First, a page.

You will study the events of the last 30 years to determine how social, political and cultural motions have shaped our response to recent events.
The course reflects the latest policies and methods used within the criminal justice system. This course also focuses on social research methods and the ethical and methodological elements of conducting research.
How will I be taught and assessed?
Staff use their varied and relevant expertise throughout this programme to enhance your learning. With smaller class sizes, we can give you the support and dedicated teaching that you need.
As researchers themselves, your lecturers are experts in research process and methodology. They will use their expertise and experience to help guide your studies. You'll be kept up-to-date with the latest theories and findings that influence our perspective on current events.
The programme offers an innovative and challenging array of assessments from evidence-based workshops, reports and presentations to traditional essays and case study analysis, which will allow you to develop your academic expertise and gain empirical research skills which will enhance both their personal development and your employability in a wide range of careers.
You will also benefit from using our virtual learning environment and typical assessments may include blogs, discussion boards, online questionnaires and posts where students convey and apply their academic understanding, creative and critical thinking around relevant topics.
You will also need to complete a dissertation, which represents a major piece of independent research activity chosen by you and undertaken with supervision. This is empirically based. You will also complete a research proposal, helping to prepare you to examine the ethical and research design implication and strategies for your dissertation
What are the course entry requirements?
Students on this course have typically achieved a 2:2 or higher from one of the following areas: Criminology, Sociology, Social Work, Psychology, Police Studies or Criminal Justice. However, we're also interested in hearing from anyone working in a related field.
This provides a guide of the modules that make up your course. Please refer to the Programme Specification at the bottom of the Course Details tab for the full breakdown of core and optional modules, as well as the credits needed to complete your degree. You can find more information about how your course is structured on our Academic Advice section.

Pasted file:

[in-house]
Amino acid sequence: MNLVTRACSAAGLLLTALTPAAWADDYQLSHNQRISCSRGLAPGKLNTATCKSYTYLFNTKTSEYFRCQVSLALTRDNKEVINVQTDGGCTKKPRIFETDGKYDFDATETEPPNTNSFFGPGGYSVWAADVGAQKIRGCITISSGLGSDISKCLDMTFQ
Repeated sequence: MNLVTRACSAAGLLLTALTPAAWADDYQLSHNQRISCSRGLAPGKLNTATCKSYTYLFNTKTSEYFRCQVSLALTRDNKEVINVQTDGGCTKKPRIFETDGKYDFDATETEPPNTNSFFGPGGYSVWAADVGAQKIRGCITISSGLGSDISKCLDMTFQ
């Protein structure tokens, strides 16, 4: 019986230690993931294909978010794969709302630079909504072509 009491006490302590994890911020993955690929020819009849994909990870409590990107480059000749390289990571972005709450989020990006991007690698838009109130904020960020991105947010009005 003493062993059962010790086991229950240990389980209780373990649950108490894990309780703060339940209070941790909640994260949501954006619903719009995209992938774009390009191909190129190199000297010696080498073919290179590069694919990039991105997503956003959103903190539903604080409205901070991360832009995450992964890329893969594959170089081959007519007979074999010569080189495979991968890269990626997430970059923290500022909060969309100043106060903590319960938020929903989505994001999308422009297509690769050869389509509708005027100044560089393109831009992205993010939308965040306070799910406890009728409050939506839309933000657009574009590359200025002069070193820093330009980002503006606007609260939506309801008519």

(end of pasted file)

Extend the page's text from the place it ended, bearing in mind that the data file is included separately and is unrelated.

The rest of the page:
Year 1 Modules
Advanced Quantitative Research Methods
Qualitative Research Methods and Analysis
Risk, Communities and Crime
Theorising Disorder in Contemporary Society
Year 2 Modules
Public International Law (optional)
Case Studies: Working with Communities
Communication, Interaction and the Criminal Justice System (optional)
Communities, Individuals and Disorder (optional)
What are the tuition fees
Home and EU, Academic Year 2021 - 2022
£5,200 per year
Home, Academic Year 2022 - 2023
£5,300 per year
What are my career prospects?
Criminology offers many different career paths. Jobs often involve managing members of the community in roles such as police officers, community development workers and prison governors.
Some typical examples of employment opportunities and careers of former graduates include a wide variety of roles within the following:
- the prison service (e.g. Project Worker/ manager)
- the probation service
- civilian roles within the police service (e.g. Hate Crime Unit)
- victim services
- youth and community services
- substance misuse organisations
- local government
- social housing
- social science research (e.g. within the Home Office or for charities).
There are also opportunities for graduates within social welfare roles supporting vulnerable members of society. You may also wish to work in areas such as mental health support and drug rehabilitation.
Other graduates continue their academic career and conduct social research to expand their knowledge in the area. This could involve working as a research assistant or completing a PhD.